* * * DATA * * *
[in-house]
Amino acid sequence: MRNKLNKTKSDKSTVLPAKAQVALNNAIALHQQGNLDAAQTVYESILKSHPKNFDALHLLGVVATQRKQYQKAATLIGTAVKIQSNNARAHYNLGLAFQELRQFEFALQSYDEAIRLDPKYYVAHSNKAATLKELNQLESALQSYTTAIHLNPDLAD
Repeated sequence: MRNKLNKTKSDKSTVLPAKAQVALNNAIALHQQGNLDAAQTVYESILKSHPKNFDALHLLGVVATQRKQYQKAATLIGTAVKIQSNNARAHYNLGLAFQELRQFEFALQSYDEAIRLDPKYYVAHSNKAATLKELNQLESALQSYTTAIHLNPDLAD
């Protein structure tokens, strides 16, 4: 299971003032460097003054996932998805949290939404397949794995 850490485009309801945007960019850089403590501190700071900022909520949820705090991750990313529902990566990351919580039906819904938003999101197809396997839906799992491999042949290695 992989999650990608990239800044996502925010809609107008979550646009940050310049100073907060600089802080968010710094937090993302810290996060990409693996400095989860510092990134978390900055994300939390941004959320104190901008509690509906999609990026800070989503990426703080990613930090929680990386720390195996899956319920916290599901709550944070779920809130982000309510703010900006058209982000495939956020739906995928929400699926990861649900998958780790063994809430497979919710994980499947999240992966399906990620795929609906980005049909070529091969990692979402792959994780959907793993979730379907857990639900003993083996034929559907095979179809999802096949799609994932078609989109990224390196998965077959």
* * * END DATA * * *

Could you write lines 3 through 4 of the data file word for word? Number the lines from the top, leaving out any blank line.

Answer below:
Repeated sequence: MRNKLNKTKSDKSTVLPAKAQVALNNAIALHQQGNLDAAQTVYESILKSHPKNFDALHLLGVVATQRKQYQKAATLIGTAVKIQSNNARAHYNLGLAFQELRQFEFALQSYDEAIRLDPKYYVAHSNKAATLKELNQLESALQSYTTAIHLNPDLAD
């Protein structure tokens, strides 16, 4: 299971003032460097003054996932998805949290939404397949794995 850490485009309801945007960019850089403590501190700071900022909520949820705090991750990313529902990566990351919580039906819904938003999101197809396997839906799992491999042949290695 992989999650990608990239800044996502925010809609107008979550646009940050310049100073907060600089802080968010710094937090993302810290996060990409693996400095989860510092990134978390900055994300939390941004959320104190901008509690509906999609990026800070989503990426703080990613930090929680990386720390195996899956319920916290599901709550944070779920809130982000309510703010900006058209982000495939956020739906995928929400699926990861649900998958780790063994809430497979919710994980499947999240992966399906990620795929609906980005049909070529091969990692979402792959994780959907793993979730379907857990639900003993083996034929559907095979179809999802096949799609994932078609989109990224390196998965077959």